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German bishops elect female general secretary in rowdy meeting

Lay theologian Beate Gilles is the first woman to be elected general secretary of the German bishops' conference

Anli Serfontein, Catholic News Service

Anli Serfontein, Catholic News Service

Published: February 26, 2021 05:04 AM GMT

Updated: February 26, 2021 05:08 AM GMT

German bishops elect female general secretary in rowdy meeting

Beate Gilles, the newly appointed general secretary of the German bishops' conference. (Photo: AFP)

The German bishops' conference elected a woman as general secretary during a virtual assembly that turned into a crisis meeting focused on the Church's handling of sex abuse.

Beate Gilles, a 50-year-old theologian, became the first non-cleric and woman to head the bishops' secretariat. She will take up her post July 1.

"Last year, there was still the debate of whether a woman could hold such an office here. Now we know it is possible," she said Feb. 23 at the news conference after her election.

Limburg Bishop Georg Bätzing, president of the bishops' conference, said the appointment was a strong signal "that the bishops are honoring their agreement to promote women in leading positions."

Yet Gilles' election could not distract from the fact that the Catholic Church in Germany is under pressure and at a critical point. It has fallen into disrepute among its members after a litany of accusations of inadequate investigations into and cover-ups of past sexual abuse.

"As long as there is no honest, open and complete reappraisal of sexual abuse in all German dioceses set at a high scientific level and with the same standards for all, the reform efforts ... will come to nothing," said a statement from the Catholic Lay Alliance, representing seven lay organizations.

At the center of the storm is Cologne Cardinal Rainer Maria Woelki. After he commissioned a report to clear up past sexual abuse cases, especially how they were handled, in the Archdiocese of Cologne, he refused to make it public, saying it contained deficiencies. He ordered a new report, scheduled to be published March 18. Parish councils, priests and most recently the diocesan council have criticized the cardinal for his handling of the abuse investigation.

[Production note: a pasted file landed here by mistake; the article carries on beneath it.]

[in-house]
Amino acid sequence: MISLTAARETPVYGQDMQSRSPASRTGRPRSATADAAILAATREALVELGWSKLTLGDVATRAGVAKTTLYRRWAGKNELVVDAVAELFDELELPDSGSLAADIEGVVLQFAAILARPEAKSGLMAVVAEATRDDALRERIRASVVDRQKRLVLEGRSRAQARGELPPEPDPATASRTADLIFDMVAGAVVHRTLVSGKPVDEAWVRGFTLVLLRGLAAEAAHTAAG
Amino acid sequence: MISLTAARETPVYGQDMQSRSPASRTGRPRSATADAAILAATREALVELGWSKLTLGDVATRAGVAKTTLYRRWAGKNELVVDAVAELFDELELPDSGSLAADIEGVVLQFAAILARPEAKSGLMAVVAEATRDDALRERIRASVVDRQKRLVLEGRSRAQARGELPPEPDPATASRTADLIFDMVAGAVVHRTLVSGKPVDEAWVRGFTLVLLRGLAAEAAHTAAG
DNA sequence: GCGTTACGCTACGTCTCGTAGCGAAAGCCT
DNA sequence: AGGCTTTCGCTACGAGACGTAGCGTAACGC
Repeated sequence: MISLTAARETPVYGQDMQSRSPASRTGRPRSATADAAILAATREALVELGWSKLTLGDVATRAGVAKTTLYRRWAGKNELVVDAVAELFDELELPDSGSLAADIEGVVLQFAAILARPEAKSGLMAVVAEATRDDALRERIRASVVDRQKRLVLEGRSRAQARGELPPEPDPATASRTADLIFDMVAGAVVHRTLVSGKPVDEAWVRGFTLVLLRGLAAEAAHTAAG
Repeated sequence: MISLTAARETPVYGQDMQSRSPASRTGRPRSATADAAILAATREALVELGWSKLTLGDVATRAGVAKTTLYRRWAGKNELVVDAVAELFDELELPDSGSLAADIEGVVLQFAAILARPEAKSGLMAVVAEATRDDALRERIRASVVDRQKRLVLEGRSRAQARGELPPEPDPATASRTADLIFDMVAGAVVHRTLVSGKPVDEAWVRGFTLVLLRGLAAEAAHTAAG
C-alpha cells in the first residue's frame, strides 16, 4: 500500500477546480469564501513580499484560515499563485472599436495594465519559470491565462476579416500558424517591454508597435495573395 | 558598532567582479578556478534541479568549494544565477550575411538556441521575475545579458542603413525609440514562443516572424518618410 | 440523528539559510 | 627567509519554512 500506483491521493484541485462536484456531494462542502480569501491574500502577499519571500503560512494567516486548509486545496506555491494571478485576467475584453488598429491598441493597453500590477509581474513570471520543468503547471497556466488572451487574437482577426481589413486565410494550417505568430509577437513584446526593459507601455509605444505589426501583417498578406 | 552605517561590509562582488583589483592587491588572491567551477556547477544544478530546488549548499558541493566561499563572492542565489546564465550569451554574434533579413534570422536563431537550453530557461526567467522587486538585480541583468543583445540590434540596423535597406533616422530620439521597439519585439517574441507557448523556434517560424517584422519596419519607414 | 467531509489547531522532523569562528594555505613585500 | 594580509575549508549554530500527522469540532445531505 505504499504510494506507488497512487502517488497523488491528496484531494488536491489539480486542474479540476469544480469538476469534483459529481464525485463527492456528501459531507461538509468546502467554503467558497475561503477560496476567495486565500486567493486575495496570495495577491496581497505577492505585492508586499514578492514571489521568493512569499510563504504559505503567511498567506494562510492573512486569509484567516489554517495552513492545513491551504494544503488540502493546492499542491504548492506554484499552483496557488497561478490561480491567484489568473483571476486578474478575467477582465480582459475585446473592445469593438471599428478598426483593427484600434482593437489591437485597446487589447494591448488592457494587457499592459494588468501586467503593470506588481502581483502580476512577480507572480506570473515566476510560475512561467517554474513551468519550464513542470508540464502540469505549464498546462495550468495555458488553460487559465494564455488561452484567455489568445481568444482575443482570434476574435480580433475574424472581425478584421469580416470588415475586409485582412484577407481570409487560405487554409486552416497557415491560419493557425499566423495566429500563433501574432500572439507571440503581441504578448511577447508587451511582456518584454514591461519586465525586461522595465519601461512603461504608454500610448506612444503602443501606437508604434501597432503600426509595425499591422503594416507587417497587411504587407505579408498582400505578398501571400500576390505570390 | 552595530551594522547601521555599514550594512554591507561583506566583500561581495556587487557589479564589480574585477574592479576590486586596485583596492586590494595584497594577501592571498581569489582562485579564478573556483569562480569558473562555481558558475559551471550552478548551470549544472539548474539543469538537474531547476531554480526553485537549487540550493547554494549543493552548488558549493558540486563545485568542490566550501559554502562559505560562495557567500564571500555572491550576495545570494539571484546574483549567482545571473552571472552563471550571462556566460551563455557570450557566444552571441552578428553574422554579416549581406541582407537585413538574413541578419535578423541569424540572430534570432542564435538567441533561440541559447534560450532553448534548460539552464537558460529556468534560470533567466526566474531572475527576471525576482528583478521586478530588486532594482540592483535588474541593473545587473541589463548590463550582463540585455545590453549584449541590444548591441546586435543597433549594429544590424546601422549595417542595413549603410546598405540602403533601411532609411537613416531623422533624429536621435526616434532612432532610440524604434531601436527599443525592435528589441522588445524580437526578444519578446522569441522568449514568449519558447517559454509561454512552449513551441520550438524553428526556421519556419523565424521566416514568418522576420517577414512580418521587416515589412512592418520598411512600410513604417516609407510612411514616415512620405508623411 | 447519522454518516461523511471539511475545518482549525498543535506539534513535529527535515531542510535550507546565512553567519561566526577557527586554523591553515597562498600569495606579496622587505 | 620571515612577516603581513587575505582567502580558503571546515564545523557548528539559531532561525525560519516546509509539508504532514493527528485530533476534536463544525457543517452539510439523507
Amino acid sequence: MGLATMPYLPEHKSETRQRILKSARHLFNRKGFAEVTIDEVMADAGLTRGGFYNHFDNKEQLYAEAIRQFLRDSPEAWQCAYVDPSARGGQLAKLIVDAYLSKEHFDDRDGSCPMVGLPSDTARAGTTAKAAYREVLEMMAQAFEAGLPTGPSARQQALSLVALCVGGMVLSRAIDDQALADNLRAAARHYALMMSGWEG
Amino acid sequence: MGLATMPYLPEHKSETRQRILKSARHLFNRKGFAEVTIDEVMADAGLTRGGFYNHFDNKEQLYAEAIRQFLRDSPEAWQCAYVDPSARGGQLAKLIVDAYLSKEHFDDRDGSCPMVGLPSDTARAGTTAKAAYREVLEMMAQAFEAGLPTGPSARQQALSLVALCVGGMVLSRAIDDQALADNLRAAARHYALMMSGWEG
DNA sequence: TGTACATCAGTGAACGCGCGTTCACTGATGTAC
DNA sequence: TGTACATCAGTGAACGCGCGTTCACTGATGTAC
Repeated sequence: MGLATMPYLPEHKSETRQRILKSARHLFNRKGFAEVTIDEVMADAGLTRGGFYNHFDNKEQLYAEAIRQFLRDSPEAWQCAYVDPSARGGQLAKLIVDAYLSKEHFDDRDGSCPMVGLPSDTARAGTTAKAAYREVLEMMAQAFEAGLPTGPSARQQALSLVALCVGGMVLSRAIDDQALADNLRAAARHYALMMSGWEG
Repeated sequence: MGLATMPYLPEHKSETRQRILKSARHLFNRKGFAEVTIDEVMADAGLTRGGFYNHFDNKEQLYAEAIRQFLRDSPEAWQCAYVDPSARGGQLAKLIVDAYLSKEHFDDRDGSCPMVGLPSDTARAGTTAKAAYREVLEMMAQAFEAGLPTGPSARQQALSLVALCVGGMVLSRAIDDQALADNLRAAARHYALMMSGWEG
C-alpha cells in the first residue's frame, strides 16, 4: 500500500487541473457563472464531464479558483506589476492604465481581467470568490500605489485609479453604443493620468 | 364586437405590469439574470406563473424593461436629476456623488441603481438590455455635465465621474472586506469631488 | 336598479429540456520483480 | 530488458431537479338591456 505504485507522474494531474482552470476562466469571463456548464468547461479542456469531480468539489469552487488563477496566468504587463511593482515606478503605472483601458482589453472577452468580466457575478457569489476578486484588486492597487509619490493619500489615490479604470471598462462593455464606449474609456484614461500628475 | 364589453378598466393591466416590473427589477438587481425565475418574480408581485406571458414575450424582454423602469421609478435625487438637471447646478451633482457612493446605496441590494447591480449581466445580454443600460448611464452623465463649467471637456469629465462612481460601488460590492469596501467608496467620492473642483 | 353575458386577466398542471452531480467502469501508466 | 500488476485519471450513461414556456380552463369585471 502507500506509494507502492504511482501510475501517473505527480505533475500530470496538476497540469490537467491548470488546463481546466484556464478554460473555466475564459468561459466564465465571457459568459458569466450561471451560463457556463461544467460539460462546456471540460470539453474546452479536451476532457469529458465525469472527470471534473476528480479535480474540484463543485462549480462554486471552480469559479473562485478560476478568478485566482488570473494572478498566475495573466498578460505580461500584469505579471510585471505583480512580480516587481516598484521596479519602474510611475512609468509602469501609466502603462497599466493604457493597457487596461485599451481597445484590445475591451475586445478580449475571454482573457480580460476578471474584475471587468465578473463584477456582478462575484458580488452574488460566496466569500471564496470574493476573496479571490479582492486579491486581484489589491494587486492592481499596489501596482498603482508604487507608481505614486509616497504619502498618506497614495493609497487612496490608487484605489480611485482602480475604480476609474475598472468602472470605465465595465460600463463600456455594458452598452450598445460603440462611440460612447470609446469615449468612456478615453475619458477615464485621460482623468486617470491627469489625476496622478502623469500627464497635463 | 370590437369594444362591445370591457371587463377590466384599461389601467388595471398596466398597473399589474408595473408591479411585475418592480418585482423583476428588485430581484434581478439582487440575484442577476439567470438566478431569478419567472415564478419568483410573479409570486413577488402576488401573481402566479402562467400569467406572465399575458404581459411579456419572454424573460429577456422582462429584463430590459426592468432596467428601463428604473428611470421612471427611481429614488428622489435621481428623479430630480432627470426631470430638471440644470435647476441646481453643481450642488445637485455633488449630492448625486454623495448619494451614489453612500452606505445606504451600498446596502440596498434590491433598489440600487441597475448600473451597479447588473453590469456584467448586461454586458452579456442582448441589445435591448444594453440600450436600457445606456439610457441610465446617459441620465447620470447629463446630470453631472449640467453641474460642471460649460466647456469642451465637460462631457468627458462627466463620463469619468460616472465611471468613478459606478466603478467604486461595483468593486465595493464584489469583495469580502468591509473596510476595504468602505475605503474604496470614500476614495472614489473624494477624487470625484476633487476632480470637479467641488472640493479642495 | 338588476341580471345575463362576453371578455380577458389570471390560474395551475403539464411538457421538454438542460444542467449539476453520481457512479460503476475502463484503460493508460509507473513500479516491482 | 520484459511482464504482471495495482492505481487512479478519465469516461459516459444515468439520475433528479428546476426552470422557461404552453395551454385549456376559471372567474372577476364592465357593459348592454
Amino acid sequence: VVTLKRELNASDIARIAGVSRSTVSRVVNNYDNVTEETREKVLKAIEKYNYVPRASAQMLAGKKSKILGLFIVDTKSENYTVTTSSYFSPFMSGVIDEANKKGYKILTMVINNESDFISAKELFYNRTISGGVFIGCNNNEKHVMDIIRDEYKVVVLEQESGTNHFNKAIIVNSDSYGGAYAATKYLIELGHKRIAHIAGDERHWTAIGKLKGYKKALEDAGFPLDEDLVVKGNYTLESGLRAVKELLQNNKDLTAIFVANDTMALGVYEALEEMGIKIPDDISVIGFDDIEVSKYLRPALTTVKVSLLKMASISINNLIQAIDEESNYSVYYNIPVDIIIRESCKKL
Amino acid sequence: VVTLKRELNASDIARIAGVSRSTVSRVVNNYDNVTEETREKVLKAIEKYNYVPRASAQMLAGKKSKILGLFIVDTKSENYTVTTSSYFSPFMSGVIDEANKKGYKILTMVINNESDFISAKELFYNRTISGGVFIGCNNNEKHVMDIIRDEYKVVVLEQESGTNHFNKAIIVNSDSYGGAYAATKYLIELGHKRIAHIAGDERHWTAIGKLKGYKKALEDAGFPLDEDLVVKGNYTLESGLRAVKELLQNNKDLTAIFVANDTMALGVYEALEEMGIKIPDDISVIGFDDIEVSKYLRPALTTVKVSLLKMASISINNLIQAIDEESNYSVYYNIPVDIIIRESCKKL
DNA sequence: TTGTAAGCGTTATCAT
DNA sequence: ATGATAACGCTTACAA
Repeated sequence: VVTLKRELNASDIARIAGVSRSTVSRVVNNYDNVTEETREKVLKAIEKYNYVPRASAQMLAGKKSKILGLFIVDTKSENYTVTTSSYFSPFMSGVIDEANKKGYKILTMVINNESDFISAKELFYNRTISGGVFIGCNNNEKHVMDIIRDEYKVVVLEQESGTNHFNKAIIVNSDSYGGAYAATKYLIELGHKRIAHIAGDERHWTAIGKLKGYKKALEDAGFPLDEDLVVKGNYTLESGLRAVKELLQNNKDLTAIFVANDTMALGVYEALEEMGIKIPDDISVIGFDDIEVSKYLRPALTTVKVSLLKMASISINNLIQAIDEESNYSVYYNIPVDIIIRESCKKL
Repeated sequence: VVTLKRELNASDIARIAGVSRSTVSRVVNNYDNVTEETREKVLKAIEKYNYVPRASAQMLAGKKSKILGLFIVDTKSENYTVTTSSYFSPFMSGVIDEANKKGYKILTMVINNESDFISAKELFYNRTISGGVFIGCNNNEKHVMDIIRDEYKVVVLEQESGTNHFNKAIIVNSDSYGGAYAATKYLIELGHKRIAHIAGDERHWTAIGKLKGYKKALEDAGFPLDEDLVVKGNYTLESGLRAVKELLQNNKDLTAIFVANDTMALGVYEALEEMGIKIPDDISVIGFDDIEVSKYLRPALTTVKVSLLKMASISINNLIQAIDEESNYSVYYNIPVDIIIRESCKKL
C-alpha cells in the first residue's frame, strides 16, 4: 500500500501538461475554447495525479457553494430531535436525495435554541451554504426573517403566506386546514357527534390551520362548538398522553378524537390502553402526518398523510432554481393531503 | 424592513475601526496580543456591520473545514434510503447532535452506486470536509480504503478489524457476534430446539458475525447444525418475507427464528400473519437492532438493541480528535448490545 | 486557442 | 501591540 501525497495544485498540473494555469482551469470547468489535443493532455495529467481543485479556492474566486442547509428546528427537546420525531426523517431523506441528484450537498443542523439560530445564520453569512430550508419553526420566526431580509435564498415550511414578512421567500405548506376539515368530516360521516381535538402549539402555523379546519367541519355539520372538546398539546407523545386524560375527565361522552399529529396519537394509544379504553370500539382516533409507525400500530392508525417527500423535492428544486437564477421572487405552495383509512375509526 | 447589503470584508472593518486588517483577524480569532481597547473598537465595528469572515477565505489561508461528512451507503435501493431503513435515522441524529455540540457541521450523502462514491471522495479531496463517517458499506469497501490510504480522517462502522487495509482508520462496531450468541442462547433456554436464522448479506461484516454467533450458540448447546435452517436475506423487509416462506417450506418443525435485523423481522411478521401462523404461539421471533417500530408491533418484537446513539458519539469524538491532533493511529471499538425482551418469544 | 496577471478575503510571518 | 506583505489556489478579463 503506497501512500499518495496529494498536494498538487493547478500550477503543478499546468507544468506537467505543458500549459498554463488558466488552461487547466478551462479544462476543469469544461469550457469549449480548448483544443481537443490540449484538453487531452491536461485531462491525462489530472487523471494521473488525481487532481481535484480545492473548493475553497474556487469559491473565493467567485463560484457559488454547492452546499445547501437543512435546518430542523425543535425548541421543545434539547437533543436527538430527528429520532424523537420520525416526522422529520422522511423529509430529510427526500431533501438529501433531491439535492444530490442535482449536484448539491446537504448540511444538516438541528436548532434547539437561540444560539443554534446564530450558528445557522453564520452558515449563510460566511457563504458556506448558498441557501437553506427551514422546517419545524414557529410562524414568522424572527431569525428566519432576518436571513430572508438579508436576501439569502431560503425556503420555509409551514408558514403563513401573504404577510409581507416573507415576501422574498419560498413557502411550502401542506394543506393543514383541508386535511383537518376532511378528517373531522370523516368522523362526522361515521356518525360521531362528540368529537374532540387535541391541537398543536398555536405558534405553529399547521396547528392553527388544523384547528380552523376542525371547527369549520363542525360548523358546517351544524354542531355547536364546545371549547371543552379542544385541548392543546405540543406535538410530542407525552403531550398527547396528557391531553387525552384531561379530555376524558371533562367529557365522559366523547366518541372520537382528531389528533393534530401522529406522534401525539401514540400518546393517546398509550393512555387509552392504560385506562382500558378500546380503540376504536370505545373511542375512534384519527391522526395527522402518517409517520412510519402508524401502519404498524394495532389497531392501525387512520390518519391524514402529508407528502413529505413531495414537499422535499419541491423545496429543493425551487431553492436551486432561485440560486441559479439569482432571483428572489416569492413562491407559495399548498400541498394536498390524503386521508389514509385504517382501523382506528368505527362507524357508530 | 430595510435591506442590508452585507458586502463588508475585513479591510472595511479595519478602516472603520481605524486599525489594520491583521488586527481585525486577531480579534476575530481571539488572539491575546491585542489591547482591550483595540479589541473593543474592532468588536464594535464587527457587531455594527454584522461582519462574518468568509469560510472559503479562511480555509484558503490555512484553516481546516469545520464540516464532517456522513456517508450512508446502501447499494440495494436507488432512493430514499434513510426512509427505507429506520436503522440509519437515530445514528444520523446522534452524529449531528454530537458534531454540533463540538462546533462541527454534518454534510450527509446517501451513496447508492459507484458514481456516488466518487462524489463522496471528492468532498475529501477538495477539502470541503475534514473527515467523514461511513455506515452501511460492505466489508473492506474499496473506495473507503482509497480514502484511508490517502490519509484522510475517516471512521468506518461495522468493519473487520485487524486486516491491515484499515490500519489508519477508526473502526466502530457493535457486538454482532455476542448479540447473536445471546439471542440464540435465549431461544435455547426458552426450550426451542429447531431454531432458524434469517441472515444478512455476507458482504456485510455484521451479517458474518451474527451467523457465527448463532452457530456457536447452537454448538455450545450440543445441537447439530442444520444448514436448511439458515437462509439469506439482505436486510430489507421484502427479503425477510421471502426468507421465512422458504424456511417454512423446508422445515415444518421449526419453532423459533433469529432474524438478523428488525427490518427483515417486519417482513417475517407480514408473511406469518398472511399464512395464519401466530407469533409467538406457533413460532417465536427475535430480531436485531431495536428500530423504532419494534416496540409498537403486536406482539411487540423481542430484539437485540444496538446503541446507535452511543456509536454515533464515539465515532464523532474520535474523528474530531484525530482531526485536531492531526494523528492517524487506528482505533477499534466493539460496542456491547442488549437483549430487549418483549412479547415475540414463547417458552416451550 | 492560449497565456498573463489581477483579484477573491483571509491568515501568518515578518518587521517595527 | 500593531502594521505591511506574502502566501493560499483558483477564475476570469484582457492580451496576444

While other dioceses also are dealing with abuse allegations, Cardinal Woelki is seen as a symbol for the cover-up in the Catholic Church, as more and more German Catholics are turning their backs on the church. Others, like the lay alliance, are calling for fundamental changes.

In Germany, church affiliations are registered with the government, which collects church tax on behalf of the churches. This normally amounts to 5%-8% of a church member's income.

On Feb. 19, the Cologne District Court's online appointment booking website for people leaving the church crashed after additional dates and time slots for March and April became available for appointments, the court told the German News Agency.

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At a news conference Feb. 25, Bishop Bätzing admitted that people leaving the church would eventually affect church finances. He also admitted that troubles in the Cologne Archdiocese overshadowed the spring plenary.

He reiterated that he has openly called Cardinal Woelki's crisis management "a disaster. I have advised him to pursue a different course." He said the bishops' conference cannot make any decision on Cardinal Woelki's future; only the apostolic nuncio can.

In his formal, final 17-page statement after the plenary, Bishop Bätzing addressed the fact that public opinion at the moment focuses on the Archdiocese of Cologne.

"I would like to clarify: Yes, there are many people leaving the church, also because of the image that the church is currently projecting. And certainly there are many things that need to be clarified in the Archdiocese of Cologne. But to focus solely on the Archbishop of Cologne would be too shortsighted. On the contrary: all bishops of all 27 dioceses bear a responsibility for the situation, and we all have to face the criticism."

He said much progress has been made in the last decade, since the first cases of sexual abuse in the German Catholic Church became public in 2010, "but of course there is still a lot to do. The issue is in no way closed, nor will it ever be with a view to prevention. However, I reject the accusation that the bishops have been silent or have done nothing for years."

During the meeting, the bishops also discussed the Synodal Path, which is debating the issues of power, sexual morality, priestly life and the role of women in the church. It also heard a report from an ecumenical working group on shared Communion and discussed the dire situation of refugees on the EU borders. Bishop Bätzing asked EU governments to get involved in a situation that he described as a blot on the European Union.

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